and apart. In Bean v. Bean, 2000 Va. Cir. LEXIS 143 (2000),
the wife contended that the parties separated when the husband
left the former marital residence, while the husband argued
that they lived separate and apart while he remained in the
home. The court found the testimony of the husband and his
witness insufficient to prove his position, and in fact ruled
that substantial evidence existed of shared marital responsibilities
In Bchara, the Court of Appeals looked for evidence of the
wife’s intent to establish a separate relationship and
discontinue the relationship, even though she remained in
the marital home. The court ruled that the wife had fulfilled
the divorce statute by providing corroborated evidence of
her intent. As evidence, she provided testimony that the couple
did not have sex, attend social functions or church together,
or live in the same room; she had also stopped depositing
inheritance money into their joint account. Further, a friend
testified that the wife moved her husband’s clothes
into the guest room after finding a tape of the husband having
sex with another woman; the friend also visited the home regularly
and observed them living separate and apart. Although the
husband maintained the relationship with the other woman,
he opposed entry of the divorce. He tried to move his clothing
back into the master bedroom and remove his wife’s items
and presented evidence that she had shopped and cooked for
him. The court ruled that “continuing to share food
and keep a clean house are not behaviors that, as a matter
of law, require a finding that the parties were living together.”
[Emphasis added.] Bchara v. Bchara, 38 Va. App. 302, 310,
563, S.E. 2d 398 (2002) See Chandler v. Chandler, 132, Va.
418, 112 S.E. 856 (1922).
Yet in Catalano v. Catalano, a circuit court found that the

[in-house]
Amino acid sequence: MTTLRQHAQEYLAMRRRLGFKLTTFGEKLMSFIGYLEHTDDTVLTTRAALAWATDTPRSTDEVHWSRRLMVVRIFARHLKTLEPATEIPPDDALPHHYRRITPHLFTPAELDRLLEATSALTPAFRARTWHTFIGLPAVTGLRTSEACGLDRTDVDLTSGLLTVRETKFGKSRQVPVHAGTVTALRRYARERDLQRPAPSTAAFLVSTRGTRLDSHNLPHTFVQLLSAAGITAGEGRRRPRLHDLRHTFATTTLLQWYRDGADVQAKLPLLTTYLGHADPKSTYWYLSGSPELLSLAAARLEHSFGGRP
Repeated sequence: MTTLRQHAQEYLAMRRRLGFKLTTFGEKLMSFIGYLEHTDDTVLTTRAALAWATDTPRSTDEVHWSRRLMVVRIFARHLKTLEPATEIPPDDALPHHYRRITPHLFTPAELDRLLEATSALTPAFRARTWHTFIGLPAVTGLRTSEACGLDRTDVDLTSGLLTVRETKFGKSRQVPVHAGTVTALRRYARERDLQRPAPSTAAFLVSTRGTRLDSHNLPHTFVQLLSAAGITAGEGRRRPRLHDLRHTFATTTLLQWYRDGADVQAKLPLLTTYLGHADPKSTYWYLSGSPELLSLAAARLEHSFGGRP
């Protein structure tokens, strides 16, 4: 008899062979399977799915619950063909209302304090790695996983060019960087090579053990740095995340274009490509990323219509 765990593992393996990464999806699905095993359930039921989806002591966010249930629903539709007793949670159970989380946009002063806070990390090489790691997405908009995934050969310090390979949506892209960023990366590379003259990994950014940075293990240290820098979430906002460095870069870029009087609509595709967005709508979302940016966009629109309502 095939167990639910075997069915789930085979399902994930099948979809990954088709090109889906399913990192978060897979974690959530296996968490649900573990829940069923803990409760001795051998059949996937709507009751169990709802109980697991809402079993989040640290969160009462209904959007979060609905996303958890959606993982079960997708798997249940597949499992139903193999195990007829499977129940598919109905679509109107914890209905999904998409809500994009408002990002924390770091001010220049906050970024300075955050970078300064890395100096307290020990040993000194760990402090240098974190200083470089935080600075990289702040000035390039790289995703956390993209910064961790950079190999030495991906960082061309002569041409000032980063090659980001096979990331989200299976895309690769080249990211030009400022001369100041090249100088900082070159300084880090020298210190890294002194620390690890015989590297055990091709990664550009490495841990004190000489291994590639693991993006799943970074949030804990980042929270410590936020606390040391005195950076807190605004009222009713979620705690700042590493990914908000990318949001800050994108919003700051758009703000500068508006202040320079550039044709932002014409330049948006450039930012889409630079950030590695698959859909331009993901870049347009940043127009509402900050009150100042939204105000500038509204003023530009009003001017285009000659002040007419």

husband’s intent to end the marriage was not sufficient
to grant a divorce, as the couple did not physically separate.
“Although the parties slept in separate bedrooms, they
did not live separately and apart, without cohabitation, while
they remained under one roof.” The parties continued
to hold themselves out as a couple, attending events and sharing
meals. In addition, the husband supported the family financially,
and the wife cleaned the house. As a result, the court determined
that “the parties continued to live together and carry
out the mutual responsibilities of a marital relationship.”
Catalano v. Catalano, 19 Cir. 2004191537, 68 Va. Cir. 80 (Fairfax
What recommendations does an attorney give a client who is
considering remaining in the home while seeking a divorce?
The guidelines that follow may help avoid a court ruling against
a client seeking a divorce. One spouse should deliver a formal
letter to the other stating the intention to live separate
and apart as of a certain date. In establishing separate households
to the extent possible, advise clients not to engage in the
following activities: sexual relations, sharing food and a
room, shopping or cooking for each other, cleaning up or doing
another’s laundry, or even giving gifts to one’s
spouse. Financially, clients should establish separate bank
accounts and close joint bank accounts.
Spouses should separate and secure computers and phones.
Since the court requires corroboration of a client’s
evidence, parties should let others know they are separated.
They should not attend social or family functions together.
They should have at least independent witness, such as a friend
or family member who visits frequently, testify as to their
living separate and apart. Lastly, attorneys should remind
clients to be prepared to explain the reasons for living separately
in the same residence.
Spouses seeking a divorce while staying in the same house
face challenges in establishing the standard of living separate
and apart without cohabitation. Ironically, most attempts
to live separate and apart under the same roof require more
planning and cooperation between the spouses than would have
occurred prior to separation. The couple must agree on a division
of costs, duties, and living arrangements far more detailed
than practiced during the marriage. Case law demonstrates
that the courts expect a thorough demonstration of evidence
that the couple, although in the marital home, no longer hold
themselves to be married. By adhering to the lifestyle of
separated couples, it is possible, subject to the tender discretion
of the courts, to traverse the minefield of blending economic
hardship with the requirements of the law.